- Big players play a safer game, shooting high percentage shots, rebounding, and clogging the paint. Small players have to play larger than their size, play with more risk and do what they do best and not try to do it all by themselves.

Bear in mind most of the advantages of being short only give you a second’s worth of opening. To use it you can’t make a move and wait to see if the defender has bought it. Take it for granted that every move has given you a moment’s worth of room to lead up to the next move.

Taller guys can take it inside more easily.

Granted, they can back their man down with ease. But when it comes to layups:
A layup is taken with maximum two steps, and a half, with the half accounting for the step in which the dribble is terminated. Now the tall ones will cover more ground while taking a layup. Good for them. But this works both ways, as one of their steps can bring them all the way into the paint and two steps brings them right near the rim thus making their paths somewhat predictable and easier to block off.

The short ones are more agile so they have more options to alter their layup, and the tall guy guarding them will have a hard time stopping it. Because he won’t know when to commit and time his jump. After the first step? Second? Try to block the direction his man is facing? All the while being focused on avoiding contact, which gets harder with your size.


Now look at the options available to the guy making the layup.
A layup does not have to be an underarm scoop from near the rim. You can release a layup with a
- jumper
- hop away to change direction and fadeaway
- hook shot while using your body to keep the defender away from the ball.
- Lay it off the backboard – this can really change the shot angle, and make it tougher for the defender to block the shot.

- The angle with which you approach the rim and the angle at which you get the shot off don’t have to be the same. The defender focuses on blocking off the direct path to the rim. If and once you get the shot off, according to his perspective; you, he and the basket are in a straight line. So you can aim at the basket straight, or from left or right to avoid the block.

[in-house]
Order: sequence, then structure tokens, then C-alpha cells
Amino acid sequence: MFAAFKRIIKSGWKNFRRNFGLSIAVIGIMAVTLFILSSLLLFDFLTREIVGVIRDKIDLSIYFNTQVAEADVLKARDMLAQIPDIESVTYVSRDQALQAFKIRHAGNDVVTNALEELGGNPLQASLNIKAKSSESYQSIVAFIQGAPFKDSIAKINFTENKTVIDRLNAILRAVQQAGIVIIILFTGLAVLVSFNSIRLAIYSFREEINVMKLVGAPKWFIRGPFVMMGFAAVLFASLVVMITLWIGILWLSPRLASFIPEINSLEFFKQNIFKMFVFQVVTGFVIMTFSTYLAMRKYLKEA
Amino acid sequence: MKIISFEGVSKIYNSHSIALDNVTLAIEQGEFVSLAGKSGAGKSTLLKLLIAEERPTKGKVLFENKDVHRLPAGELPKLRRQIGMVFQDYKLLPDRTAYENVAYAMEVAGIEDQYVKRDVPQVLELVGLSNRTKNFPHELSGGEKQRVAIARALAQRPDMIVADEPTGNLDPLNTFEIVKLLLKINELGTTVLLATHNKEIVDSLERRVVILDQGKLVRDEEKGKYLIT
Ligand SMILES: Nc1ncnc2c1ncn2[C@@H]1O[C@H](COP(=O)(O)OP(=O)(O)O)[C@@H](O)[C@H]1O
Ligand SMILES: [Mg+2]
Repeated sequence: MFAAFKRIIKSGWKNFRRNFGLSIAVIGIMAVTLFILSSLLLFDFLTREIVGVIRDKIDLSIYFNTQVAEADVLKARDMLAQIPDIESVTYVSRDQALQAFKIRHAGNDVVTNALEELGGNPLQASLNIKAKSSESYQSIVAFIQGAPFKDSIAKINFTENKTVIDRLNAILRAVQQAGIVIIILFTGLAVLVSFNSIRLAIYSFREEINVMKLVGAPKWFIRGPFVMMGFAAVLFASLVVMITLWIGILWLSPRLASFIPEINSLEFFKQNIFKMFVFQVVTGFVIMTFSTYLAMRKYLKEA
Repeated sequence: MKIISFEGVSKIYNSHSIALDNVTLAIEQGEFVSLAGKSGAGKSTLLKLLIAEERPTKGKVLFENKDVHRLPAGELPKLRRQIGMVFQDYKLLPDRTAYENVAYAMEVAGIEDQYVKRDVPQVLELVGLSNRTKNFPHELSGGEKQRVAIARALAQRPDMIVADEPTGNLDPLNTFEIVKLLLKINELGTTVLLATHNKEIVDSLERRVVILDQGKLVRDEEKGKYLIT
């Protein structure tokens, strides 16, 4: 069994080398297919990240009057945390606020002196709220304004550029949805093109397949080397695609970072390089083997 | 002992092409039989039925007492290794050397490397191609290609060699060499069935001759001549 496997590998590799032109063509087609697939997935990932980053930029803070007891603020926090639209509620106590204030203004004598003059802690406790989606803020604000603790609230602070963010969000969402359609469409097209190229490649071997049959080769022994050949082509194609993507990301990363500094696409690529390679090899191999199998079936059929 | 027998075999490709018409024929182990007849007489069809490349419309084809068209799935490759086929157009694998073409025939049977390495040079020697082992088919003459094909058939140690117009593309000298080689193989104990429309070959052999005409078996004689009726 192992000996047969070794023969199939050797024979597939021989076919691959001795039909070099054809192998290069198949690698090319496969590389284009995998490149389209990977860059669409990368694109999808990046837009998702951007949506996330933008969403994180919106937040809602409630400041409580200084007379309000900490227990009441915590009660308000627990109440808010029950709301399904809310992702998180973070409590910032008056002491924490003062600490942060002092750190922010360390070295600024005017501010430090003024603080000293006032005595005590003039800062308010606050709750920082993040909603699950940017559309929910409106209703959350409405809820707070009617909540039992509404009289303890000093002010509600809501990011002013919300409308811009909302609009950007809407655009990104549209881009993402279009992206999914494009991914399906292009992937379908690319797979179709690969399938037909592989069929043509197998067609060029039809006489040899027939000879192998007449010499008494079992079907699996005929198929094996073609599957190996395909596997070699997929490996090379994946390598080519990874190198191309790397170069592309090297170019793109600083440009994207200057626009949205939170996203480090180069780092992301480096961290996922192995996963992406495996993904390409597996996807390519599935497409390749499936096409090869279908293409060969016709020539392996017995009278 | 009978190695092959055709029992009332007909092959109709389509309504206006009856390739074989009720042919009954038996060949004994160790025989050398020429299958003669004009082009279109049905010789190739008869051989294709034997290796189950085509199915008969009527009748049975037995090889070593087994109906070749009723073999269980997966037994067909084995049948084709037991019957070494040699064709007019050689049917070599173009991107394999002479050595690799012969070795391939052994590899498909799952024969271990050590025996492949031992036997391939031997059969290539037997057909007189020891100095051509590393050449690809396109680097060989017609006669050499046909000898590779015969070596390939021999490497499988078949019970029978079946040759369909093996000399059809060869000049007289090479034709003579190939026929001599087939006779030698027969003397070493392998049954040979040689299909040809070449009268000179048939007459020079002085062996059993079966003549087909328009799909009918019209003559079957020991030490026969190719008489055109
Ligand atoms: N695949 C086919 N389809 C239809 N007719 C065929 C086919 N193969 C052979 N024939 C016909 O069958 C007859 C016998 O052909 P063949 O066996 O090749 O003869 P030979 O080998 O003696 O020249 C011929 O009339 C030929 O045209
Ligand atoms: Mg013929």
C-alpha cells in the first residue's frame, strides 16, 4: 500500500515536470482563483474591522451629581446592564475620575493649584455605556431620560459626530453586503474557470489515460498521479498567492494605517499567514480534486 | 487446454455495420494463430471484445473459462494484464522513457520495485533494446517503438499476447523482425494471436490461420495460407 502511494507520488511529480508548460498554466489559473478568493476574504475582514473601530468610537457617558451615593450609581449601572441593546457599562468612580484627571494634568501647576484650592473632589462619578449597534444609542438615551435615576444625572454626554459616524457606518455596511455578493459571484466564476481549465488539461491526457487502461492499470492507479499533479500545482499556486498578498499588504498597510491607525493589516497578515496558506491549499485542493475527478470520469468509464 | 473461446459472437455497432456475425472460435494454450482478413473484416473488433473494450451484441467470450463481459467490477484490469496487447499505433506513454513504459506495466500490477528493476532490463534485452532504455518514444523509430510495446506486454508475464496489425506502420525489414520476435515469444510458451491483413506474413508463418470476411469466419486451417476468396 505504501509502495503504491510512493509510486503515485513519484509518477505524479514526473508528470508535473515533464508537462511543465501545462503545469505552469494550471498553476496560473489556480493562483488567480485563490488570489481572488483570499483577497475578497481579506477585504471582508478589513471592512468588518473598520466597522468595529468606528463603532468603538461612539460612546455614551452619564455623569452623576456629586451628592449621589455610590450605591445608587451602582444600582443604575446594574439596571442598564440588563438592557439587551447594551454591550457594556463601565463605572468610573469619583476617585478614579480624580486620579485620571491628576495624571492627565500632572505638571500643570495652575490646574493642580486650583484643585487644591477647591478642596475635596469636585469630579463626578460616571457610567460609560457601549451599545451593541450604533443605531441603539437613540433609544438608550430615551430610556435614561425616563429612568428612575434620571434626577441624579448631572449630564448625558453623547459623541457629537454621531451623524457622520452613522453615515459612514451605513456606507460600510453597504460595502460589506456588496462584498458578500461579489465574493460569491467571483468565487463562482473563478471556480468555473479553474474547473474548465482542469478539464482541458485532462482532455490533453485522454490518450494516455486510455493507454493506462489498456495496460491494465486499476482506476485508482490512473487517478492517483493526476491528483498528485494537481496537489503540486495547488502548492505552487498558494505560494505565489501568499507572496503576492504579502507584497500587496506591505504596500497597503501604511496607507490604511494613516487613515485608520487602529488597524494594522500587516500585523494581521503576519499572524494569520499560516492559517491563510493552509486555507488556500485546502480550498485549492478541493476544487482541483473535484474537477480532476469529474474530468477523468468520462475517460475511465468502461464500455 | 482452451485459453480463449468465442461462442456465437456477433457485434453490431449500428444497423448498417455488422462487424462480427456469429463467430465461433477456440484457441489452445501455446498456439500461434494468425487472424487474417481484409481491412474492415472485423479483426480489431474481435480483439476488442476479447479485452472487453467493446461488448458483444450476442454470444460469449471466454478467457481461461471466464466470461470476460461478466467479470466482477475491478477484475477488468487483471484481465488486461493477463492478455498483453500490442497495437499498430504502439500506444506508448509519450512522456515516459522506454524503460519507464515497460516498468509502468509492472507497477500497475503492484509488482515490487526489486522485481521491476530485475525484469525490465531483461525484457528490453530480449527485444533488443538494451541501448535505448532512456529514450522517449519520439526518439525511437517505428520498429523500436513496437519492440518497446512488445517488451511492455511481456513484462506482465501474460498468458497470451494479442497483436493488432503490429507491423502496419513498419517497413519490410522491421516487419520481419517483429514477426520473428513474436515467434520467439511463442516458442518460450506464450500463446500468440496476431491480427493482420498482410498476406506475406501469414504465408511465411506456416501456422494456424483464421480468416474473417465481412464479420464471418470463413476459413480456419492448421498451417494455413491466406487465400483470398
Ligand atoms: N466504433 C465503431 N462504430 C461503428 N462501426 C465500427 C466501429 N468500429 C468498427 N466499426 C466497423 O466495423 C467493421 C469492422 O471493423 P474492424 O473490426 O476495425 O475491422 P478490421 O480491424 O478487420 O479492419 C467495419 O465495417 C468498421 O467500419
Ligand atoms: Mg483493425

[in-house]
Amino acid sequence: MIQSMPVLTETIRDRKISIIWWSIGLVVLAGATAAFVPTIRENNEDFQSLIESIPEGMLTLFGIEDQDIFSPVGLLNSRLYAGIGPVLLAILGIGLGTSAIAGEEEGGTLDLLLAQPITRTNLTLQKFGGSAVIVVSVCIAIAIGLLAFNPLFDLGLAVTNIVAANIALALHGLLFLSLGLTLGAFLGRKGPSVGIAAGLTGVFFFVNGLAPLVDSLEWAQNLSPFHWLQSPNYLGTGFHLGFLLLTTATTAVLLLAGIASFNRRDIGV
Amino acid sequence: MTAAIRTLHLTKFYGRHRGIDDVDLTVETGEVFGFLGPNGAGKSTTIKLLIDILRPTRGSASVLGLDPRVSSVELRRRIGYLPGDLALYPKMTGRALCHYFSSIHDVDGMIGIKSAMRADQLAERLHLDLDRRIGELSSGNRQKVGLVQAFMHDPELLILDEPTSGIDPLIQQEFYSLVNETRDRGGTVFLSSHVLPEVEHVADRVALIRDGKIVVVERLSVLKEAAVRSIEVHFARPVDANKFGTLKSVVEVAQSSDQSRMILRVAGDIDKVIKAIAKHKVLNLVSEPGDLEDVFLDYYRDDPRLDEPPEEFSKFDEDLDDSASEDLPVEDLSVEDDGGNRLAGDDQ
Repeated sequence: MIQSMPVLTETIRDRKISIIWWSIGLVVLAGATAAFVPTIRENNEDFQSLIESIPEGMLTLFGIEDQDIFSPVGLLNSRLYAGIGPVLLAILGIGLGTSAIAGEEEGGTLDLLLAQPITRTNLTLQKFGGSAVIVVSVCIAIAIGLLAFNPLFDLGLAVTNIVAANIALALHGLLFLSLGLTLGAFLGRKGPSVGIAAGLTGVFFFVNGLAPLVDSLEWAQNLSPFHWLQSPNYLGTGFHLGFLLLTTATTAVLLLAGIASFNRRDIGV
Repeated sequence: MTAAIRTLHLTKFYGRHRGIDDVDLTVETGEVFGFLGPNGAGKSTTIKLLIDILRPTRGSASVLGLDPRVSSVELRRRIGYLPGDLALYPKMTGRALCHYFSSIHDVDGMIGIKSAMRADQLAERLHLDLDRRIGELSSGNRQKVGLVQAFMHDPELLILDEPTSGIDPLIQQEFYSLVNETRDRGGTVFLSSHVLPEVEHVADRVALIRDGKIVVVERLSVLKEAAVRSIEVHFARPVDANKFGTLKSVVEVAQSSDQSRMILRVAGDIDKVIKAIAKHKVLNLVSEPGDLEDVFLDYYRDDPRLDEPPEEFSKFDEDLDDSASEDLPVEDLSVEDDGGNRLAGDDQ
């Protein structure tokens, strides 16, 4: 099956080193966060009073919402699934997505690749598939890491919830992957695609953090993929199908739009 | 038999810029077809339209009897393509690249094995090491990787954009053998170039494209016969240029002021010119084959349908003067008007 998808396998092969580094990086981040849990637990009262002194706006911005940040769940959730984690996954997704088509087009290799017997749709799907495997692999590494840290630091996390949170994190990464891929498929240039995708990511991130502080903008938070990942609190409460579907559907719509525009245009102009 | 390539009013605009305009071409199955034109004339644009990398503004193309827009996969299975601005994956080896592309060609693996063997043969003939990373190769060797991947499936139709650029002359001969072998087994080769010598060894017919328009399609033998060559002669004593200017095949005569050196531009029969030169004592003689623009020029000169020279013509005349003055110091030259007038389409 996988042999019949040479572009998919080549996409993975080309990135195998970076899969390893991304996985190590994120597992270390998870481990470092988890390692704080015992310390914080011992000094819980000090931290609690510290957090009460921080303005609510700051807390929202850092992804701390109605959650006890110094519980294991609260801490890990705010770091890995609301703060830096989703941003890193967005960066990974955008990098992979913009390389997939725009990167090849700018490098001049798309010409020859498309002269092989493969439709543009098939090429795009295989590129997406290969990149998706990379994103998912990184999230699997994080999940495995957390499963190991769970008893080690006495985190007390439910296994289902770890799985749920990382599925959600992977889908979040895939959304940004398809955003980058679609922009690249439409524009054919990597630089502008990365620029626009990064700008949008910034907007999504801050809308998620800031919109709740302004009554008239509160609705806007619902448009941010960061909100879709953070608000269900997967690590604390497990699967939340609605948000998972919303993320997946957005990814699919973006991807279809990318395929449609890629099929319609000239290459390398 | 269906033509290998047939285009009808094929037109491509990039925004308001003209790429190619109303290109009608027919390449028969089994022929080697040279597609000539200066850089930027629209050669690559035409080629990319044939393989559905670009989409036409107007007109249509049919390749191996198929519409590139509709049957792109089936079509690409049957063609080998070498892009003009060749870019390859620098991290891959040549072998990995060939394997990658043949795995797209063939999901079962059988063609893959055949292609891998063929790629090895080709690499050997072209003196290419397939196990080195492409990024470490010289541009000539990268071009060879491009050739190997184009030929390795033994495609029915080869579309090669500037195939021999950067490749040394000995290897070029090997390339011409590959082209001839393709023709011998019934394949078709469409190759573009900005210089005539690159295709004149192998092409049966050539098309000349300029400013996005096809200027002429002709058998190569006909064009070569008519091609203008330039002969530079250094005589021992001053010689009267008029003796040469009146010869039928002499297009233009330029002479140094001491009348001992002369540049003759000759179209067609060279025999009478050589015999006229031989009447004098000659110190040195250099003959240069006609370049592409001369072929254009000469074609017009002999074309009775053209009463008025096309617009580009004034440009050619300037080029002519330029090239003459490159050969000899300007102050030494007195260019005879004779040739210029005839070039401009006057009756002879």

The trick is getting the defender to commit. Big guys have longer movements of their limbs, so once you can get them to move in any direction you can quickly change your direction and get a shot off before they can react.

Here are some layups from Iverson:


Again, the long limbs argument. The more you project a pass with you body movements, the better chance the opposing team has to anticipate where the ball is going and react to it. Also, a bounce pass by a short player is really hard to intercept.


When your opponents bounce the ball at your height, it’s easy to knock it loose. Also you can play the passing lanes more effectively as when an opponent throws a pass, he considers your height and throws it above your reach, usually they don’t account for your hops so you can jump and intercept the ball.

Lower center of gravity

I play with a guy who is smaller than 5”2. He is the hardest player I’ve had to play against. If he gets on step on me, I know he is beyond my reach. It’s hard to steal the ball from him when he dribbles so low. So I have to back off him a bit protecting the drive. When I do that, he has a mean jumper and he rarely misses. So I usually pick my poison with him, giving him one or the other opening.

Being so close to the ground lets him blow by his man at the smallest of openings. Messi and Maradona had the same advantage in football.

In short, don’t sell yourself short if you are short, you can still short out opponents on the court.

Name's Siddarth Sharma- Hoop, run, write, rinse, repeat. Awards- Sportskeeda Basketball Writer of the Year (2016)- Sportskeeda Veteran Keeda (2010-2012)-